“Front Row Dave”: Hobbyist pilot Dave Beesmer went on trial Friday, in Ulster Town Court in upstate New York, in what experts believe is “the first American criminal case stemming from alleged unlawful surveillance by drone.” “Front Row Dave” — a fixture at area rock shows — was accused of using his drone to spy on examination rooms at a local medical center. An amateur aerial photographer, Beesmer says he shot footage of the building while his mother was inside for a doctor’s appointment; he wanted to donate the footage of the building’s exterior for them to use in ads and other promotions — and he says his camera can’t see through the tinted windows, anyway. The original felony charge has been dropped to a misdemeanor. (Kingstonx.com)
A group of students from a Jesuit school in Rome presented Pope Francis with a drone. The drone — customized with yellow and white colors of the Vatican flag and bearing the papal emblem — is meant to symbolize “the values of technology in the service of man.” (Washington Post)
High tech happenings
Drones are filming some killer virtual reality videos for brands: “After viewers put on an Oculus headset, they see the world from the perspective of a bee, Patrón’s icon.” (AdWeek)
The street artist KATSU used a drone to vandalize “one of the most highly visible billboards” in Manhattan — a six-story Calvin Klein ad featuring Kendall Jenner. “It turned out surprisingly well,” said KATSU. “It’s exciting to see its first potential use as a device for vandalism,” he added, cheerfully. (WIRED)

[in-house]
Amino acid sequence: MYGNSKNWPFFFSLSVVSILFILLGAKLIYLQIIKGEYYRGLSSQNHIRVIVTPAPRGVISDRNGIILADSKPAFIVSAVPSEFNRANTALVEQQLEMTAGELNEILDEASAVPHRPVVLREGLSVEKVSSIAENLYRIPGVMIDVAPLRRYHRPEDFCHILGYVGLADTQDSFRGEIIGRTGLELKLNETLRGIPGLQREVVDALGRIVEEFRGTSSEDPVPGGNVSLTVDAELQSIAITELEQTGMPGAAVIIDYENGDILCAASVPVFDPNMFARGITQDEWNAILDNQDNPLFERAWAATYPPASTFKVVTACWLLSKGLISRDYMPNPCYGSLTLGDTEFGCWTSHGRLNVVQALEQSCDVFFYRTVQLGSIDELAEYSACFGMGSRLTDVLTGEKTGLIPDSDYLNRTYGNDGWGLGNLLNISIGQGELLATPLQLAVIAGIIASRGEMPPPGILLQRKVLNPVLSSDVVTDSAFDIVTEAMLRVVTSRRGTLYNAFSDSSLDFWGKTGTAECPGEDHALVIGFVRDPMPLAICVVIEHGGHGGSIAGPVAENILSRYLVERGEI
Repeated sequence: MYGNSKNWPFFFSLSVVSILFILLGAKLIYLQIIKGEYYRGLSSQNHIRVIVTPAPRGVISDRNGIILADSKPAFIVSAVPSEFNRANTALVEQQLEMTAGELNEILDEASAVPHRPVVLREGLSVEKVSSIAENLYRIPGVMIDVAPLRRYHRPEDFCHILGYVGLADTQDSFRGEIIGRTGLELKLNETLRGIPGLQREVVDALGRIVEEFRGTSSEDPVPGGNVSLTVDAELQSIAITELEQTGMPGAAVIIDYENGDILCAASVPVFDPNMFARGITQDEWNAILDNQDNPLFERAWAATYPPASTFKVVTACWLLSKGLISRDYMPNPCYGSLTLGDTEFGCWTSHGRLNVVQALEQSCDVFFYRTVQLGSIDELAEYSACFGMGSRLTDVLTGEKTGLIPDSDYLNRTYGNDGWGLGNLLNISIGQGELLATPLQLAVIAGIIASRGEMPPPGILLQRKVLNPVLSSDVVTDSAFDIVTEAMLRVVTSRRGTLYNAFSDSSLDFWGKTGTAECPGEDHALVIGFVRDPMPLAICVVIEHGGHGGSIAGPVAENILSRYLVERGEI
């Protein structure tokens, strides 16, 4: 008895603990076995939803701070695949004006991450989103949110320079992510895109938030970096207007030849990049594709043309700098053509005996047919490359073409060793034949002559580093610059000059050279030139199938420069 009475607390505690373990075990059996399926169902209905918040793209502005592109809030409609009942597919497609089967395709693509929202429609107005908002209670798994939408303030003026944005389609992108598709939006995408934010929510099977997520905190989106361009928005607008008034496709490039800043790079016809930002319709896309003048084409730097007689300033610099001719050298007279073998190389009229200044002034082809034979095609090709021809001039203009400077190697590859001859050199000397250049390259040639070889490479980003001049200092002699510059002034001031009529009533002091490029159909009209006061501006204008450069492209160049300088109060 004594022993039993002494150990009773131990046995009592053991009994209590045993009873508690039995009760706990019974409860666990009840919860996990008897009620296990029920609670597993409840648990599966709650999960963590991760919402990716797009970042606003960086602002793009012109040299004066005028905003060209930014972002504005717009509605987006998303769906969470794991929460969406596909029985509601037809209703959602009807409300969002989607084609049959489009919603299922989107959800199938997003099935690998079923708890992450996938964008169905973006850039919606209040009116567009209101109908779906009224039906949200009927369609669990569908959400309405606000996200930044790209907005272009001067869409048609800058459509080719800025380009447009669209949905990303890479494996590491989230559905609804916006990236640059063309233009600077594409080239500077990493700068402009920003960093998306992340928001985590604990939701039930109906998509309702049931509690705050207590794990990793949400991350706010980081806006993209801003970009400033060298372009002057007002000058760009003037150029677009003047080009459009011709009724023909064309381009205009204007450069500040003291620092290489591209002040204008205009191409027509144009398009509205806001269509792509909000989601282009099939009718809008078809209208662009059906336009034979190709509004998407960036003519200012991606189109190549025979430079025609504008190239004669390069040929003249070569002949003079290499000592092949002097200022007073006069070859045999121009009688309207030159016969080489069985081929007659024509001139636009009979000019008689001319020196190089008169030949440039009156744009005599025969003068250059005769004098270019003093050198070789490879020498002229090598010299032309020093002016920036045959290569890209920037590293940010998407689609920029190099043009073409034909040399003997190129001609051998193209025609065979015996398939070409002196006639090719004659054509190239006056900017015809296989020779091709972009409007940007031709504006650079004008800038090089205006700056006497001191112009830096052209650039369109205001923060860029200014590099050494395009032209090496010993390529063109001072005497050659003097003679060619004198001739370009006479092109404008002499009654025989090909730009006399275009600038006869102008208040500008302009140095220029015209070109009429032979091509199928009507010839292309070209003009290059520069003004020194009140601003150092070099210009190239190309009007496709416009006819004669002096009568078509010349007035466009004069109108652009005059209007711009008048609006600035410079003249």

Here’s KATSU’s video of the act as it happened.
Sky Atlas: Ben Marcus (creator of the NoFlyZone registry) and Gregory McNeal, a public policy contributor at Forbes, have collaborated on AirMap, an app that takes public input and regulation changes into account to create a dynamic map of where in American airspace it’s currently safe and legal to fly drones.
26 billion trees are cut down every year and only 15 billion are replanted. BioCarbon Engineering seeks to use drones to plant one billion more trees per year. How? Load some drones with seed bombs and fly them out over deforested areas and let them drop. “The company estimates that if you ran around with a sack full of seed bombs you could manually plant 3,000 per day. The drones could do 36,000.” (Huffington Post)
Flite Test’s Will It Fly? The new show builds out a working multirotor model of the Avengers Helicarrier — and tries to land model planes on it as it hovers.
The California electronic group Pomplamoose just put out this very funny and oddly moving video for their cover of Madonna’s “Like a Prayer,” where a girl falls for a peeping drone. Her for the hers of the world?
Fact: Antarctica is beautiful. Words simply won’t work here. (Time)
Parental Advisory: Here’s a real-life enactment of the video game Grand Theft Auto 2, complete with graphic overlay and sound effects (and profanity), shot from a drone.